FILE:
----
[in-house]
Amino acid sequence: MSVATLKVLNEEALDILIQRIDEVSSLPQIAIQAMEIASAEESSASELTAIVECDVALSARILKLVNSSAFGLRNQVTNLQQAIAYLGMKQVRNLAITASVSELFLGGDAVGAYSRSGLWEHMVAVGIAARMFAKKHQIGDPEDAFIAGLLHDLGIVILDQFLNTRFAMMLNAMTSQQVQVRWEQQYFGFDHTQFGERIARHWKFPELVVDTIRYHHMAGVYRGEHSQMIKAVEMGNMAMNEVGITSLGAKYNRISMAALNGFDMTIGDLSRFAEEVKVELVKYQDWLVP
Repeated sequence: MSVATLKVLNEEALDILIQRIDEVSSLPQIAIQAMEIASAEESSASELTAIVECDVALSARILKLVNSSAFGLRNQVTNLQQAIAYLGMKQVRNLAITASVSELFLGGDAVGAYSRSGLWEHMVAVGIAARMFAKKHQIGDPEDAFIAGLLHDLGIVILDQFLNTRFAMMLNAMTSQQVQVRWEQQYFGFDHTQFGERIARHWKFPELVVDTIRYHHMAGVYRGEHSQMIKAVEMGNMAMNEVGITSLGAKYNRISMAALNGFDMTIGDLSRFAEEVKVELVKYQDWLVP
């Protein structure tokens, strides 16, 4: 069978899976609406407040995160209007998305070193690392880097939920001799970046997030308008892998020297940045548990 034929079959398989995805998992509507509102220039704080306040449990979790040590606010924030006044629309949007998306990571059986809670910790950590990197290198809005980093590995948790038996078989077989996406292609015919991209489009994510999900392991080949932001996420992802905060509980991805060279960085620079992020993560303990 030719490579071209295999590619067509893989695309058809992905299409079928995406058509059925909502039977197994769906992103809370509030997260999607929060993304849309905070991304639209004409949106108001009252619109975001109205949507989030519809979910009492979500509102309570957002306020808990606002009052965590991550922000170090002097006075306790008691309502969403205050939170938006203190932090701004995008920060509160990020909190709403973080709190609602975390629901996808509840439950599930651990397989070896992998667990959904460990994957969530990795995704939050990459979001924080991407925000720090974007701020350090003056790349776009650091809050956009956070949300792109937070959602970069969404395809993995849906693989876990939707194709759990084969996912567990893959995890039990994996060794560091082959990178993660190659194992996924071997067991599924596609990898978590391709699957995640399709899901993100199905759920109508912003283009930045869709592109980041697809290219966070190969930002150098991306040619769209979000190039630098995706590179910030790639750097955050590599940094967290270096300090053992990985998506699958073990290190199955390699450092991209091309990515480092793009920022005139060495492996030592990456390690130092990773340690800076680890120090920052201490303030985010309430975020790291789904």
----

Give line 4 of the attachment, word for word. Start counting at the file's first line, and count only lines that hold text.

């Protein structure tokens, strides 16, 4: 069978899976609406407040995160209007998305070193690392880097939920001799970046997030308008892998020297940045548990 034929079959398989995805998992509507509102220039704080306040449990979790040590606010924030006044629309949007998306990571059986809670910790950590990197290198809005980093590995948790038996078989077989996406292609015919991209489009994510999900392991080949932001996420992802905060509980991805060279960085620079992020993560303990 030719490579071209295999590619067509893989695309058809992905299409079928995406058509059925909502039977197994769906992103809370509030997260999607929060993304849309905070991304639209004409949106108001009252619109975001109205949507989030519809979910009492979500509102309570957002306020808990606002009052965590991550922000170090002097006075306790008691309502969403205050939170938006203190932090701004995008920060509160990020909190709403973080709190609602975390629901996808509840439950599930651990397989070896992998667990959904460990994957969530990795995704939050990459979001924080991407925000720090974007701020350090003056790349776009650091809050956009956070949300792109937070959602970069969404395809993995849906693989876990939707194709759990084969996912567990893959995890039990994996060794560091082959990178993660190659194992996924071997067991599924596609990898978590391709699957995640399709899901993100199905759920109508912003283009930045869709592109980041697809290219966070190969930002150098991306040619769209979000190039630098995706590179910030790639750097955050590599940094967290270096300090053992990985998506699958073990290190199955390699450092991209091309990515480092793009920022005139060495492996030592990456390690130092990773340690800076680890120090920052201490303030985010309430975020790291789904």